Trajectories and antecedents of integration in mergers and acquisitions: A comparison of two longitudinal studies
journal contributionposted on 29.11.2017 by Martin R. Edwards, Jukka Lipponen, Tony Edwards, Marko Hakonen
Any type of content formally published in an academic journal, usually following a peer-review process.
Despite existing research examining snapshots of employee reactions to organizational mergers and acquisitions (M & A), there is a complete absence of work theorizing or exploring rates of change in employees’ organizational identification with the merged entity. We address this gap using two three-wave longitudinal panel samples from different M & A settings, tracking change in identification through a two-year period. Theorizing trajectories of change in identification across the organizations in both settings, we make predictions linked to expected antecedents of change in identification. Our research context (M & A-1) involves a merger of three Finish universities tracking 938 employees from each organization in three waves (nine months pre-merger to 24 months post-merger). Our second context (M & A-2) involves a multinational acquisition tracking 346 employees from both the acquired and acquiring organization in three waves (from two to 26 months post-acquisition). Using Latent Growth Modelling, we confirm predicted trajectories of change in identification. Across both samples, a linear increase (across Time 1, Time 2 and Time 3) in justice and linear decrease in threat perceptions were found to significantly predict a linear increase in identification across the post-M & A period. We discuss organizational identification development trajectories and how changes in these two antecedents account for changes in identification across M & A contexts.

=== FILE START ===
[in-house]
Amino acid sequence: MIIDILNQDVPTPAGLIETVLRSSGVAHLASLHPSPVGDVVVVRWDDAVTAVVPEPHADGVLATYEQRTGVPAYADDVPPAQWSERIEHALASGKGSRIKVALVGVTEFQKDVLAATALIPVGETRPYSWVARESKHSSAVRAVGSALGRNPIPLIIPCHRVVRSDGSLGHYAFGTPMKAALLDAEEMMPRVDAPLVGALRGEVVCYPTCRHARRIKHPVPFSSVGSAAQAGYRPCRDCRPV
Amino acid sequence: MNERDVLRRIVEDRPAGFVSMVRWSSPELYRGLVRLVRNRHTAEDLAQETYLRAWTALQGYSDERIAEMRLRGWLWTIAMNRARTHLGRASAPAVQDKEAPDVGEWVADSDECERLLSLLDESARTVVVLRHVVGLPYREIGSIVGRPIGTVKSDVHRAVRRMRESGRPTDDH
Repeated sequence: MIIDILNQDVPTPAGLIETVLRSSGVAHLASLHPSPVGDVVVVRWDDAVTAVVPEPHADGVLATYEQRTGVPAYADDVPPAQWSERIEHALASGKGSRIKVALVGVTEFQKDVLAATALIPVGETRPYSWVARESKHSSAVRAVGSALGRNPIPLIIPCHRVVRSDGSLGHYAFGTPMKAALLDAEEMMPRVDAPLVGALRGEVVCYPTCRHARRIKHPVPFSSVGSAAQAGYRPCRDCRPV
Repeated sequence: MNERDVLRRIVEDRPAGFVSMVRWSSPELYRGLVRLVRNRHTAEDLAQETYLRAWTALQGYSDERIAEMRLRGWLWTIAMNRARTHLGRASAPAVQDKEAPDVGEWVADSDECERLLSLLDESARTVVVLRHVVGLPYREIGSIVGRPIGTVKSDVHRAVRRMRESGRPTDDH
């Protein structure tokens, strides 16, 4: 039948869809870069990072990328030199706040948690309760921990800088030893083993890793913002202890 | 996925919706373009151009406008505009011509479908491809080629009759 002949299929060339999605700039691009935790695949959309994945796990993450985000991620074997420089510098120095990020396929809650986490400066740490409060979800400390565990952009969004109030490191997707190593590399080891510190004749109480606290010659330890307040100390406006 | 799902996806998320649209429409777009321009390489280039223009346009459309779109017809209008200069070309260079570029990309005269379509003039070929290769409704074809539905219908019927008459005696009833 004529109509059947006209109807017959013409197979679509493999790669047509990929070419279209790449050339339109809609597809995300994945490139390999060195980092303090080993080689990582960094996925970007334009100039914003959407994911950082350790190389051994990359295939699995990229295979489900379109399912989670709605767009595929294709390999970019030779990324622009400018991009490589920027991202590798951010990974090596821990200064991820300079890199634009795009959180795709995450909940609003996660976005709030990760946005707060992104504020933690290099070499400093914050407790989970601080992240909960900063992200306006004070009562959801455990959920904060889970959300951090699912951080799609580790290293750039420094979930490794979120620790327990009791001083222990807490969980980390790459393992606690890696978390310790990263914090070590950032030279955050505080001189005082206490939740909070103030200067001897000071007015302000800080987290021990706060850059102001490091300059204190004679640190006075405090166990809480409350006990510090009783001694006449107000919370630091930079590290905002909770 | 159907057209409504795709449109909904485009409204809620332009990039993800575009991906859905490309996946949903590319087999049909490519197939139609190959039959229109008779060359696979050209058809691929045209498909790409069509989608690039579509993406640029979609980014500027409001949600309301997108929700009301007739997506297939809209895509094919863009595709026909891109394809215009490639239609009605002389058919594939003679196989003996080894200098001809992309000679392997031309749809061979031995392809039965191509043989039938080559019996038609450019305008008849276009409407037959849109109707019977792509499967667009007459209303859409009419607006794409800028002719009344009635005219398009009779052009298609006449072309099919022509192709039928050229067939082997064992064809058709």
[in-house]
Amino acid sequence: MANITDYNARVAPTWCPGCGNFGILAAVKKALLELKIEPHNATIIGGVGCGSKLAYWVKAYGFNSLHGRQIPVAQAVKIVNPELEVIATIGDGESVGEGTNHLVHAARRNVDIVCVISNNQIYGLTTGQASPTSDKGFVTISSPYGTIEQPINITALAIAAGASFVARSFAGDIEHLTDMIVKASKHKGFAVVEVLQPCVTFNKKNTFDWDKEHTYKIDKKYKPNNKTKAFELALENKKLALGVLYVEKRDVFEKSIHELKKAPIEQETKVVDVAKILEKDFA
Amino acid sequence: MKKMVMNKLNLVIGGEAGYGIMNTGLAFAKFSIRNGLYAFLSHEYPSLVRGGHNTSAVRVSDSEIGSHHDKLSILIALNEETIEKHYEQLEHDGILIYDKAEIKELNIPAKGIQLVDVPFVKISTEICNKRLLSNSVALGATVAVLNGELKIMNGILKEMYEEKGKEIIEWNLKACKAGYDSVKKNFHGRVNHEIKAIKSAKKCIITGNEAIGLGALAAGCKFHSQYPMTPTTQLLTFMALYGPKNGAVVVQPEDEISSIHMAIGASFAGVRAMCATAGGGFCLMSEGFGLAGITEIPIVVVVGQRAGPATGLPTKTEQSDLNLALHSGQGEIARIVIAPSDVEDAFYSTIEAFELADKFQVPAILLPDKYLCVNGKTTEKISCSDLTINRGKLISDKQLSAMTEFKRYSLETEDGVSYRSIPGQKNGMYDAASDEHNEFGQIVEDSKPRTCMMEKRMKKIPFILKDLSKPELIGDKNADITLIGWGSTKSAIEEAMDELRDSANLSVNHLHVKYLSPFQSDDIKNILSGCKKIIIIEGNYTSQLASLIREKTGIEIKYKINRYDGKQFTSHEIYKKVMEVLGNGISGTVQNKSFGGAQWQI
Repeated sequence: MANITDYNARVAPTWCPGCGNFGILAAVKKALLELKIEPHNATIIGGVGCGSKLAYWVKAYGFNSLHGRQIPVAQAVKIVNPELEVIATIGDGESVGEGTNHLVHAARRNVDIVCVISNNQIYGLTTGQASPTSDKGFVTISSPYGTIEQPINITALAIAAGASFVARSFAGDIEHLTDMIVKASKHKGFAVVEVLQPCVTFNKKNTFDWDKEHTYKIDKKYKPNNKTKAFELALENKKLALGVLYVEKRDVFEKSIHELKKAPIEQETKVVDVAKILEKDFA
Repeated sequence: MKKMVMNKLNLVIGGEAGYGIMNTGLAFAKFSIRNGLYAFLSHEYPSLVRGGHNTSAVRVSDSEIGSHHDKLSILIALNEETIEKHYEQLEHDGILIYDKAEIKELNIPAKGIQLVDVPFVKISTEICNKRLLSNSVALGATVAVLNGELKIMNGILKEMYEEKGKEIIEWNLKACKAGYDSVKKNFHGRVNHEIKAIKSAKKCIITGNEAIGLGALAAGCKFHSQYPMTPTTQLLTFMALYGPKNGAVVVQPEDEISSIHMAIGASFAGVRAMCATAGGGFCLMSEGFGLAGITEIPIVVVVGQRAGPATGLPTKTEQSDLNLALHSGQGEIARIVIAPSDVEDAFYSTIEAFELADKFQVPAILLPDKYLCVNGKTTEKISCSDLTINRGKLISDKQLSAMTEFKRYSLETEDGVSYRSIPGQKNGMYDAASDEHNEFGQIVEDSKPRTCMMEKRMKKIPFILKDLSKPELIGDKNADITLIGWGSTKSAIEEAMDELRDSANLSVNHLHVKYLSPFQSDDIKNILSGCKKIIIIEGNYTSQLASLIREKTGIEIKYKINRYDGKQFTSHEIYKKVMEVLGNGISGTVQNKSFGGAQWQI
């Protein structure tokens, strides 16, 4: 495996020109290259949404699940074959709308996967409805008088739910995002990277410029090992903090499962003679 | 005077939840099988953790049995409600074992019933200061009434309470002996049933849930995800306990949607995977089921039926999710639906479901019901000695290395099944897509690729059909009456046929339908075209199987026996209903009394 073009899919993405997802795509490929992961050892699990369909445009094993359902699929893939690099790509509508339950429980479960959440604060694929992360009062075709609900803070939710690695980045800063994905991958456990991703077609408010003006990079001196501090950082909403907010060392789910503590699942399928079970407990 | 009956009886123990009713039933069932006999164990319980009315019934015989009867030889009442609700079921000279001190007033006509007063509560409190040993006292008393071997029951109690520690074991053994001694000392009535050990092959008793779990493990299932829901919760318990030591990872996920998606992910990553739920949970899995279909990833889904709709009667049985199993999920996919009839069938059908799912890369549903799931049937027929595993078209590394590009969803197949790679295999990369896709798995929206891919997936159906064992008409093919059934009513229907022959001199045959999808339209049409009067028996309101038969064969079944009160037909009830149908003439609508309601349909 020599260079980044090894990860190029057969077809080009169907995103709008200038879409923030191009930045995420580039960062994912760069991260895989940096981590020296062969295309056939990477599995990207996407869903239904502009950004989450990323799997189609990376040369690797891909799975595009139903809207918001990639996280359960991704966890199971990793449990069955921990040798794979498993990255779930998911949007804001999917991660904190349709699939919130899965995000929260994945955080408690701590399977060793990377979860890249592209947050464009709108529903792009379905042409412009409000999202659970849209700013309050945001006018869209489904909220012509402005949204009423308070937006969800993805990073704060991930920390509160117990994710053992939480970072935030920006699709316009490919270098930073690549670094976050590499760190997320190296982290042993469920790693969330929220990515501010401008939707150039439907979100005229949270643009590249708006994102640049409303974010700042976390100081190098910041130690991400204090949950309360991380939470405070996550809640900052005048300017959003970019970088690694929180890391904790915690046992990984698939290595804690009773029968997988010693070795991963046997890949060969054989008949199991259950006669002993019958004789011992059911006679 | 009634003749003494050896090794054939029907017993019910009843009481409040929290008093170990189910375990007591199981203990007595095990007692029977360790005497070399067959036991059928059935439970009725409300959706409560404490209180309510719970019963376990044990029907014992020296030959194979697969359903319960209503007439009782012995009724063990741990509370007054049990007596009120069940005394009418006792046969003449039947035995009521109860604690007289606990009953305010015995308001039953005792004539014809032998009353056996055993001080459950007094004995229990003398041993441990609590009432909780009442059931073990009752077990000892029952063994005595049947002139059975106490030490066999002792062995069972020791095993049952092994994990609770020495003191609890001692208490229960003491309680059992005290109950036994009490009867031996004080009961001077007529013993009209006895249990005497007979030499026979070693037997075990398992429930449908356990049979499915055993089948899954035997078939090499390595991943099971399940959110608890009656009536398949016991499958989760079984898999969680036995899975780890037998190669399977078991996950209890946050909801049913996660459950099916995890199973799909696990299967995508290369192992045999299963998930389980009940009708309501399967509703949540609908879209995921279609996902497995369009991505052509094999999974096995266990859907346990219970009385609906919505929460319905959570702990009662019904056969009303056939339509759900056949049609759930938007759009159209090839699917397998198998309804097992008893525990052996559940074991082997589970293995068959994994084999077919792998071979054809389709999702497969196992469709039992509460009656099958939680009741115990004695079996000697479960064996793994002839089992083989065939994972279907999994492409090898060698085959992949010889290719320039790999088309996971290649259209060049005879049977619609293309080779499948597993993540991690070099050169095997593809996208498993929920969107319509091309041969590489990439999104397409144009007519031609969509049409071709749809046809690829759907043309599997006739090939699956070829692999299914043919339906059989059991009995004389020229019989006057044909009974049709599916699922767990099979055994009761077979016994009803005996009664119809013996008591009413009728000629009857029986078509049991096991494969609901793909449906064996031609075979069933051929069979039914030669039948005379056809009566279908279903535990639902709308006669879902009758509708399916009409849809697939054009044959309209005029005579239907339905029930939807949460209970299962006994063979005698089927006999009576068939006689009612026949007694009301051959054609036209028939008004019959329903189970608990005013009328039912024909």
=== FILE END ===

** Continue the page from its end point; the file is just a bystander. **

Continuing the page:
- Loughborough University London